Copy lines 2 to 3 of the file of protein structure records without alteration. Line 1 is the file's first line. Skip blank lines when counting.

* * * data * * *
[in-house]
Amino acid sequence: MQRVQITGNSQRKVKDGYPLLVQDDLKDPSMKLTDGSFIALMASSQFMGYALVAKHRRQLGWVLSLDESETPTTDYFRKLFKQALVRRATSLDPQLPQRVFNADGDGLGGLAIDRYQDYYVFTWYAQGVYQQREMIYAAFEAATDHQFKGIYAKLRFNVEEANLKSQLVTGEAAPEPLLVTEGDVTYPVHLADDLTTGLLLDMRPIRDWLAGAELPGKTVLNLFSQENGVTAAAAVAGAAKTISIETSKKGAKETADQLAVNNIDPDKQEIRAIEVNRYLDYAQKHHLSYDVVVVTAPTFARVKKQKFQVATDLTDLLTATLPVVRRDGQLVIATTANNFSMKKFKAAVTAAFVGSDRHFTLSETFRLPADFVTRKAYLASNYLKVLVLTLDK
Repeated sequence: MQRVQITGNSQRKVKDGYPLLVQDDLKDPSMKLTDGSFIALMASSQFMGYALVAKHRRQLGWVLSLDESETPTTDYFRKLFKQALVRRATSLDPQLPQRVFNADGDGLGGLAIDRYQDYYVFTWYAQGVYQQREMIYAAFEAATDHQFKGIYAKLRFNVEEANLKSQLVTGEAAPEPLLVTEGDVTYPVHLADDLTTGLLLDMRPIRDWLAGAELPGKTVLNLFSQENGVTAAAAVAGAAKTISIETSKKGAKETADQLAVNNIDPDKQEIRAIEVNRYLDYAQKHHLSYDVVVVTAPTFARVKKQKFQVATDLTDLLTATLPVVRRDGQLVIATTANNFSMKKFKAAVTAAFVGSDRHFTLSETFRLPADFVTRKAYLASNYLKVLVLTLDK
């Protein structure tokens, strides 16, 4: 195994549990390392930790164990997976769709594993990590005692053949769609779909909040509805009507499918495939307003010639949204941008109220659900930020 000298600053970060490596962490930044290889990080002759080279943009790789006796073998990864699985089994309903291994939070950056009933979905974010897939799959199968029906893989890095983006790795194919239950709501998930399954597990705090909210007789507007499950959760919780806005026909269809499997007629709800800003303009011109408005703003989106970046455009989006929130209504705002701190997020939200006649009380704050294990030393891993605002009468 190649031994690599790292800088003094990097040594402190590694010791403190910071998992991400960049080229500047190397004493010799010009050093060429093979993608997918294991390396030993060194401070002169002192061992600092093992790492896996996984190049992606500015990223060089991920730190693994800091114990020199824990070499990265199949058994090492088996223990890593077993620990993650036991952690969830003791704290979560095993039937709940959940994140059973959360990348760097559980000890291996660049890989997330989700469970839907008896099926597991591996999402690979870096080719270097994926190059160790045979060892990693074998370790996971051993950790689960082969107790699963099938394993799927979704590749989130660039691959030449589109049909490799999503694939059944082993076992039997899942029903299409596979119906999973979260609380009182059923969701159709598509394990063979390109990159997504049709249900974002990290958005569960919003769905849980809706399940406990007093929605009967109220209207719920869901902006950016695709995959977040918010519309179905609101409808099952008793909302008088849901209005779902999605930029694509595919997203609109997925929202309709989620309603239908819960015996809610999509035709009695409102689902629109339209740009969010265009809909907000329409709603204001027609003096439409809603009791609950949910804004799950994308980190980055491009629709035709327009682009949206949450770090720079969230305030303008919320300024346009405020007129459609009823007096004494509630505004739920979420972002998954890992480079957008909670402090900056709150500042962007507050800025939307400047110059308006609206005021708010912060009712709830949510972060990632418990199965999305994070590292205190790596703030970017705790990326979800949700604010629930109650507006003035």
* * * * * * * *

Amino acid sequence: MQRVQITGNSQRKVKDGYPLLVQDDLKDPSMKLTDGSFIALMASSQFMGYALVAKHRRQLGWVLSLDESETPTTDYFRKLFKQALVRRATSLDPQLPQRVFNADGDGLGGLAIDRYQDYYVFTWYAQGVYQQREMIYAAFEAATDHQFKGIYAKLRFNVEEANLKSQLVTGEAAPEPLLVTEGDVTYPVHLADDLTTGLLLDMRPIRDWLAGAELPGKTVLNLFSQENGVTAAAAVAGAAKTISIETSKKGAKETADQLAVNNIDPDKQEIRAIEVNRYLDYAQKHHLSYDVVVVTAPTFARVKKQKFQVATDLTDLLTATLPVVRRDGQLVIATTANNFSMKKFKAAVTAAFVGSDRHFTLSETFRLPADFVTRKAYLASNYLKVLVLTLDK
Repeated sequence: MQRVQITGNSQRKVKDGYPLLVQDDLKDPSMKLTDGSFIALMASSQFMGYALVAKHRRQLGWVLSLDESETPTTDYFRKLFKQALVRRATSLDPQLPQRVFNADGDGLGGLAIDRYQDYYVFTWYAQGVYQQREMIYAAFEAATDHQFKGIYAKLRFNVEEANLKSQLVTGEAAPEPLLVTEGDVTYPVHLADDLTTGLLLDMRPIRDWLAGAELPGKTVLNLFSQENGVTAAAAVAGAAKTISIETSKKGAKETADQLAVNNIDPDKQEIRAIEVNRYLDYAQKHHLSYDVVVVTAPTFARVKKQKFQVATDLTDLLTATLPVVRRDGQLVIATTANNFSMKKFKAAVTAAFVGSDRHFTLSETFRLPADFVTRKAYLASNYLKVLVLTLDK